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Pembroke high students hear about Holocaust firsthand

Here is a submission from the students in Pembroke High School's War and Holocaust Class. On Dec. 2 and again on Dec. 6, the class was visited by Ed Wiater, a local World War II veteran. Here's his story as related by the students he spoke with.

Mr. (Ed) Wiater grew up in North Tonawanda, and was drafted into military service. He eventually ended up with the 7th Army in the 14th Armored Division, and was part of a reconnaissance element that was given the task of finding the Germans.

As Mr. Wiater told us, “finding them wasn’t a problem!”

While serving in Europe during the spring of 1945, Mr. Wiater was sent to the area around Dachau, Germany. He explained to the students that the American forces had no idea what Dachau (a concentration camp) was, but that, “a putrid smell hung in the air.”

He vividly remembers the emaciated victims who seemed to simply come out of nowhere, and the box cars that were full of over 2,800 victims of Hitler's Third Reich. 

After being wounded just five days before the war was over, Mr. Waiter was sent to a hospital in Nice, France. Upon his recuperation, he was stationed near Dachau, and returned to the camp where over 35,000 victims of genocide perished.

Being fluent in Polish, Mr. Wiater was able to converse with the Polish soldiers who were at Dachau. They gave him a “tour” of this horrific mass murder site. He shared with the class that he stood in the gas chambers and crematoria; he witnessed the infamous “hanging tree” where hundreds of people were hanged for no reason at all.

He discussed how the inmates of Dachau were tortured by the prison guards and whipped for trying to simply help fellow inmates. Mr. Wiater’s message was one of remembrance.

We must never forget the mass genocide that was perpetrated in Europe from 1933-45 because those that condemn the past are doomed to repeat it, and as he pointed out, “the world did not learn from the Holocaust. Genocide has occurred again and again.”

Mr. Wiater came home from the war, and took advantage of the GI Bill. He enrolled in college, and eventually moved back to his hometown of North Tonawanda, where he became a journalist. He became the editor of the Courier Express (which ceased publication in 1982) in Buffalo. He continues to write editorial pieces for newspapers around the Buffalo area.

Mr. Wiater also was elected as a two-term mayor of North Tonawanda.

He has taken nearly 20 trips to Poland to help teach conversational English to polish students because as he said, “they know and can write English, but speaking it is a different ballgame.”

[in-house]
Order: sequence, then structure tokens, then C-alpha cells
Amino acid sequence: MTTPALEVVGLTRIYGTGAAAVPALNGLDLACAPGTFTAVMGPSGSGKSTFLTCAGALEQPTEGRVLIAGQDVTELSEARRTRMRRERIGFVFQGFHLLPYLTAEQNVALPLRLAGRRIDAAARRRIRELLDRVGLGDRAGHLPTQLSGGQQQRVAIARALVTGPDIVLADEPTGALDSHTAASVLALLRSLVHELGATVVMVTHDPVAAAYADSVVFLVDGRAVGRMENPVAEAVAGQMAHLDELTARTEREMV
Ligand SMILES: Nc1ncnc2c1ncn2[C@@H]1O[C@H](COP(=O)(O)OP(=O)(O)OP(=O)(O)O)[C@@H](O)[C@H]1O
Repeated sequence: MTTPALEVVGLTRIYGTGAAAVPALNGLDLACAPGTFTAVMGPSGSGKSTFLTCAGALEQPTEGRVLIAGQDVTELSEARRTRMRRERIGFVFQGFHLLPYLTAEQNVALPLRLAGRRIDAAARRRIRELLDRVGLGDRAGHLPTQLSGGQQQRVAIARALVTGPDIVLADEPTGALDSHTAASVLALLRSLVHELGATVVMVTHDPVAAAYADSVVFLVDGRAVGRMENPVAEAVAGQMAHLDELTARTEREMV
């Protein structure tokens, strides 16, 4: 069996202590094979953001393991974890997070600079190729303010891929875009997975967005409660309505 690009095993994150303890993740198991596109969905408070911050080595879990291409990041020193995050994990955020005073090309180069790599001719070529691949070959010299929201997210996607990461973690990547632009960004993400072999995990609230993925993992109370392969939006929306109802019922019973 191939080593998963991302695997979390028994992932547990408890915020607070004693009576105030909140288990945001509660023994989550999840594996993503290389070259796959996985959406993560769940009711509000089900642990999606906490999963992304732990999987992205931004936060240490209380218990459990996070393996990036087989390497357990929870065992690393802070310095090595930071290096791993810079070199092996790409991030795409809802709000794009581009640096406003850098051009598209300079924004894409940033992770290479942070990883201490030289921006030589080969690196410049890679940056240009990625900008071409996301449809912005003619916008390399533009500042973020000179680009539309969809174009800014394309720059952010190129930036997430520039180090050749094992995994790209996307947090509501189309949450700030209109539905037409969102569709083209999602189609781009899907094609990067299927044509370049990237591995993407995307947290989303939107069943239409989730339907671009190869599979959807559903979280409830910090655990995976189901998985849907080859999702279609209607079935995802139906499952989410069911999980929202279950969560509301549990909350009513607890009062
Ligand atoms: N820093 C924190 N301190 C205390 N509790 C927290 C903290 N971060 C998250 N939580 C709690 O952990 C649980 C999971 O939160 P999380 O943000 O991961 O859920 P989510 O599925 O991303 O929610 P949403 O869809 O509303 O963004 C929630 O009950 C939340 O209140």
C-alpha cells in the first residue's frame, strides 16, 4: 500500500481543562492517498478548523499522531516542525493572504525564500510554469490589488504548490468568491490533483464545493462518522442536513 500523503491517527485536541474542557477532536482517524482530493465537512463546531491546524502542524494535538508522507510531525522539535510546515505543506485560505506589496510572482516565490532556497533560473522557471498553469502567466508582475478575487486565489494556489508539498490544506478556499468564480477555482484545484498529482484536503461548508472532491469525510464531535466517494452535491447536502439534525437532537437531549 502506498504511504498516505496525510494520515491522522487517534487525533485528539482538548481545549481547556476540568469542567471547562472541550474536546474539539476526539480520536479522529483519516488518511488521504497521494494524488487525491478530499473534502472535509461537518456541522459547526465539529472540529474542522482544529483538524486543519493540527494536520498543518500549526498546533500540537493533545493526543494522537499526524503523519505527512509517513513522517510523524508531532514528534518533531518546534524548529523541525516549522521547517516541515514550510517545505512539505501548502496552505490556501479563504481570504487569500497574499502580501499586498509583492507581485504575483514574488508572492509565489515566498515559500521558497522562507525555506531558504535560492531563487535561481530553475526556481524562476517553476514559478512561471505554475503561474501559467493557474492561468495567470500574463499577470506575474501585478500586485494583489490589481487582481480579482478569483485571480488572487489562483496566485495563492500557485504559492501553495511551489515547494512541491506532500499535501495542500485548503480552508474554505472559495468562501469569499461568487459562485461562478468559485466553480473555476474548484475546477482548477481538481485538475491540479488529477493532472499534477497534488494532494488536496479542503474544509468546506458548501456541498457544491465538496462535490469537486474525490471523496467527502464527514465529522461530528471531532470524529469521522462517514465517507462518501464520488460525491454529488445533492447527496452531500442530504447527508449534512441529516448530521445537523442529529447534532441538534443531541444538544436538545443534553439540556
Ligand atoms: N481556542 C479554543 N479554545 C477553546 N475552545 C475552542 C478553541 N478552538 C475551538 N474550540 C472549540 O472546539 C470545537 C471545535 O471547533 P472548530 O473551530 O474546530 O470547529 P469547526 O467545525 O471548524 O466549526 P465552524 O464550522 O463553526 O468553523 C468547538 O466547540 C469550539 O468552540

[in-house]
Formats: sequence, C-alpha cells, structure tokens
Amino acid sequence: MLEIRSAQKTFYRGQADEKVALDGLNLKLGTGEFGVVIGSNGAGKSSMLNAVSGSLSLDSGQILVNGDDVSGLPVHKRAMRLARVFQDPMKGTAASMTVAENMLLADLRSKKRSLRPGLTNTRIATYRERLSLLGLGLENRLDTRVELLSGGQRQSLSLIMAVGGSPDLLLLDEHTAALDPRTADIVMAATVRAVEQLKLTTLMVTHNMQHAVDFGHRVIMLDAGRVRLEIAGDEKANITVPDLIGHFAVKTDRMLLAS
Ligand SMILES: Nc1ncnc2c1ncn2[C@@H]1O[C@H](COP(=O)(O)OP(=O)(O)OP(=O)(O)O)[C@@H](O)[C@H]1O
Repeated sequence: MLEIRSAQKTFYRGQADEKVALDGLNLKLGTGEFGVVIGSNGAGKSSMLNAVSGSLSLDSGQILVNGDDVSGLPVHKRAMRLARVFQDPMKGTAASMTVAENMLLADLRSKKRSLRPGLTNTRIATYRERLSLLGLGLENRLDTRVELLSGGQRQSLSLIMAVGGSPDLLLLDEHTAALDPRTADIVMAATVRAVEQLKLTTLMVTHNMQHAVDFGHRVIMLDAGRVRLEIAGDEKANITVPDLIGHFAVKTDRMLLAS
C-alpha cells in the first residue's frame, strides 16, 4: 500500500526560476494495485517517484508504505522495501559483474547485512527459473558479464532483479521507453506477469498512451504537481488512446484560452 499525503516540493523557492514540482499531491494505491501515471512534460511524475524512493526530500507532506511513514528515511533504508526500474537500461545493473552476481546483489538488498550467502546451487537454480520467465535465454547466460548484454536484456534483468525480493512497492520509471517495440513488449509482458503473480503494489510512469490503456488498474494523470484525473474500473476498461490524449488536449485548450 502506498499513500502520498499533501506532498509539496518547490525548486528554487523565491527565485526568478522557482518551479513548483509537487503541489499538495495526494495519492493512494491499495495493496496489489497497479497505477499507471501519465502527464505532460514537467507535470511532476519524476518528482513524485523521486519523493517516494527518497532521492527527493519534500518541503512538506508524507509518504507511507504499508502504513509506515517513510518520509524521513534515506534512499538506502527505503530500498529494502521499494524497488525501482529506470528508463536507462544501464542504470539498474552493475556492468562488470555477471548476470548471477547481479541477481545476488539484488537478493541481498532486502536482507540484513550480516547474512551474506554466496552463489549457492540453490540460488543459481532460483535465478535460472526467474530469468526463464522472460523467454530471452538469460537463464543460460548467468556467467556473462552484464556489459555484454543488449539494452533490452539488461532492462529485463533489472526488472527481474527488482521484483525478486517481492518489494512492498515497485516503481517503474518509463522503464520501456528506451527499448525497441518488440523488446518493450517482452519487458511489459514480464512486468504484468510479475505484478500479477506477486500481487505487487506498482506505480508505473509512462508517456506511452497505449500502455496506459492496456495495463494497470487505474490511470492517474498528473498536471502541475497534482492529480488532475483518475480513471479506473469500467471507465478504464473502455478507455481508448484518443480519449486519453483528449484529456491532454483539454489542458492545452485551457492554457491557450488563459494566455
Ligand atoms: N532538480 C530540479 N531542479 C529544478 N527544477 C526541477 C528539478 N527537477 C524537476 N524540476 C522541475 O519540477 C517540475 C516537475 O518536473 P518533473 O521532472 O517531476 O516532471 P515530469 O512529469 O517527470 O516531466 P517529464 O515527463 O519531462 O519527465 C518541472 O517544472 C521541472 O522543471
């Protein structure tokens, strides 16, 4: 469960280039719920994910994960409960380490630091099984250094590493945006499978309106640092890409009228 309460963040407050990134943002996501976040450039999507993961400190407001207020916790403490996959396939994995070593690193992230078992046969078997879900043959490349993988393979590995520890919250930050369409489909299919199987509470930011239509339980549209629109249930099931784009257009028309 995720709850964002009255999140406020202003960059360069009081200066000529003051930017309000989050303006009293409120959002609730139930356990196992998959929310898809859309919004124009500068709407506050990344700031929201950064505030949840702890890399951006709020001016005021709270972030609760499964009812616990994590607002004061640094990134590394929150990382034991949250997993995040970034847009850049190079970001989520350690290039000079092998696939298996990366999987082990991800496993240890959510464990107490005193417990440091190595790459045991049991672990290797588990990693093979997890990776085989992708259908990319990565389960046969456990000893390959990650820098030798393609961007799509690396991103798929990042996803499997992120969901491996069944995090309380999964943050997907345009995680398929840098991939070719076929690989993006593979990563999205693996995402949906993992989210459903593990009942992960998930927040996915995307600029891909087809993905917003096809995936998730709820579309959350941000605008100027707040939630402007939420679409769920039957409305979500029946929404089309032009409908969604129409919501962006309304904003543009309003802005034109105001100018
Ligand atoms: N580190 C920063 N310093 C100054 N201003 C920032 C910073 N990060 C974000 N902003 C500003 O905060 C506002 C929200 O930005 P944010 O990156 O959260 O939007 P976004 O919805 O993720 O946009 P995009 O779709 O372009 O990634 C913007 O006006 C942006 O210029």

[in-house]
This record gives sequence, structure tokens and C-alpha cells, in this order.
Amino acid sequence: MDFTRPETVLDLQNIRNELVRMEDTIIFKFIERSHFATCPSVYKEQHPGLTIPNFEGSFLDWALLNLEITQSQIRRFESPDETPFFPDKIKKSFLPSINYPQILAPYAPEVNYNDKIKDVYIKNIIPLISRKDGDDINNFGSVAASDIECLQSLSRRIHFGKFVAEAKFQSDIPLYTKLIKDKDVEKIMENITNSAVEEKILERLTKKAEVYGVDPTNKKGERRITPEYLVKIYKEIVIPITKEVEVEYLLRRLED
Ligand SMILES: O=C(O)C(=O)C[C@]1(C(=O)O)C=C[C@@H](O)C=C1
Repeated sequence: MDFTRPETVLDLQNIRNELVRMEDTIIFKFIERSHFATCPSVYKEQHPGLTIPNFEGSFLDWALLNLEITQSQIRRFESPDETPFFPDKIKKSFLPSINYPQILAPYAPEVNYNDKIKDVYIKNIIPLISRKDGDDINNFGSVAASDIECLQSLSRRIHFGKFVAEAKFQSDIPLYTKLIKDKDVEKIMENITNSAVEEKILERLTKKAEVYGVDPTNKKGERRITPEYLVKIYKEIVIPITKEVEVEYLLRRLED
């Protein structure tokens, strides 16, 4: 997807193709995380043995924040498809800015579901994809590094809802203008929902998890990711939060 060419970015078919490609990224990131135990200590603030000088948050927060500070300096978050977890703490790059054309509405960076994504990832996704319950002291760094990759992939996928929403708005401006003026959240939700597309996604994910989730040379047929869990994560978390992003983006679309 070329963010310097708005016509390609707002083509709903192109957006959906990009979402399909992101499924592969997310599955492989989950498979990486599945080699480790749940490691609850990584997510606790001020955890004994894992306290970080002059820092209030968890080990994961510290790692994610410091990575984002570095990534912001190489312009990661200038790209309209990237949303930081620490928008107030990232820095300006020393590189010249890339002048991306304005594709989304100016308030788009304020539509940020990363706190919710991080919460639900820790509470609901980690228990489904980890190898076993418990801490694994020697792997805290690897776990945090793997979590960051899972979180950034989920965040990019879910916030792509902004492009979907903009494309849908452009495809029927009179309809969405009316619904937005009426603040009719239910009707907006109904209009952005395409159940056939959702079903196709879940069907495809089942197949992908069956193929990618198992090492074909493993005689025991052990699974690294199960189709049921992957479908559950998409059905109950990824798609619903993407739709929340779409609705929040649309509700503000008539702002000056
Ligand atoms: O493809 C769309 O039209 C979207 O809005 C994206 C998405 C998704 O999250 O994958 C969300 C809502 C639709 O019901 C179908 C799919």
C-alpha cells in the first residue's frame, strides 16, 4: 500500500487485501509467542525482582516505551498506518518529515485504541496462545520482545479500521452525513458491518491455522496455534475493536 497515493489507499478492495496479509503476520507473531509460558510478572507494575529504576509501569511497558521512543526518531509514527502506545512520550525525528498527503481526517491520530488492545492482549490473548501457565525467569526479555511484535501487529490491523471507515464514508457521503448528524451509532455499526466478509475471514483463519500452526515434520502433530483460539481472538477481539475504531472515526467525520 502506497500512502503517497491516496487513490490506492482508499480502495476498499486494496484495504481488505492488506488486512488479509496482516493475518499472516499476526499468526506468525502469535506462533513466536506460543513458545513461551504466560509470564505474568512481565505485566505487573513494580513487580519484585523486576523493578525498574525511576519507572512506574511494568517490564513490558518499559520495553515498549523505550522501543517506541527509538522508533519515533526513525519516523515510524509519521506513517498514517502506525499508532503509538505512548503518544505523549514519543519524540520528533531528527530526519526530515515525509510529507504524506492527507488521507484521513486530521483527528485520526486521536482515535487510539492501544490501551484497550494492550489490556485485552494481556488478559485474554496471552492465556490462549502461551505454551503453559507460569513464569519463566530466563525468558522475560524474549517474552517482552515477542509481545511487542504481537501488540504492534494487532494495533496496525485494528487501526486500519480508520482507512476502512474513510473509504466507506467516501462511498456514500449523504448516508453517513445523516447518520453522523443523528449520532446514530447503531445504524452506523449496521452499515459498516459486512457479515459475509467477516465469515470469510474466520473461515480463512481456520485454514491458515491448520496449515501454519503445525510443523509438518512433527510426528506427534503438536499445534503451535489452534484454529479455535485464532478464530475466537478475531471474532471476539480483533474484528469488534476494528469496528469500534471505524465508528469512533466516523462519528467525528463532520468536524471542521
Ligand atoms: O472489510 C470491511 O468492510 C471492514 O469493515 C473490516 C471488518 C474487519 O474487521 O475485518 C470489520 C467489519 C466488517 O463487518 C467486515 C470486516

While on these trips, Mr. Wiater has made trips to numerous death camps across Poland and has paid respect to the nearly 6 million victims of the Holocaust.

The Pembroke War and Holocaust class was exceptionally fortunate for these two days to listen to the brief, yet so educational and enriching, story of a WWII vet named Ed Wiater.

 --The Pembroke Central War and Holocaust Class

Dave Olsen
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That's great for the students and very generous of Mr. Wiater to share his story with them. The members of the Greatest Generation are leaving this life every day and there aren't many left. We saw in the daily poll from Dec 7 that many people don't really know much about that time period any more. My father and his 2 brothers were WW2 veterans, they talked with each other about it, but not much with us kids. All 3 are gone now and have been for a long time. My mother's brother was killed in France in 1944 and is buried there at Lorraine Cemetery. I have been reading more and more about his unit's history lately as you can find a lot of info on the internet now, it's interesting following his footsteps. They fought many battles. The village near where he died put up a monument and had a big ceremony in 2009 to mark the 65th anniversary of the battle. I've also been able to read many accounts from my father's unit as well and trace his steps. He went through a lot in the Phillipines and New Guinea and he was part of the occupation force of Japan. There is a project by the Library of Congress to record as many of these people's stories as possible, been going on for a while. May we never forget what the people of that generation did and saw. http://www.loc.gov/vets/about.html
Kyle Couchman
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You are absolutely right Dave. I think all history is important to us, we cant avoid repeating the mistakes of the past unless we know of them. My scuba diving hobby drifted towards wreck diving here in the state and in doing so I ended up learning alot about NY's nautical history. As for the Holocaust lessons, they are many and still are still relevant today. Hate just begets more hatred and judgementality that leads us down a slippery slope.
Thomas Mooney
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The more our kids know about history , the better they will be at leading us in the future . I commend Pemproke Schools and Mr. Wiater for giving the kids the first hand look into the past .
Michele Case
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Joined: Apr 16 2010
Excellent story, thanks Biilie for sharing this from my beloved school. I think it is great they have started this class to teach this part of our history. And using Mr Wiater, a sure attention getter! Let me guess, Mr. Greg Kinal? Or has he retired? Kudos as always to Pembroke Schools.
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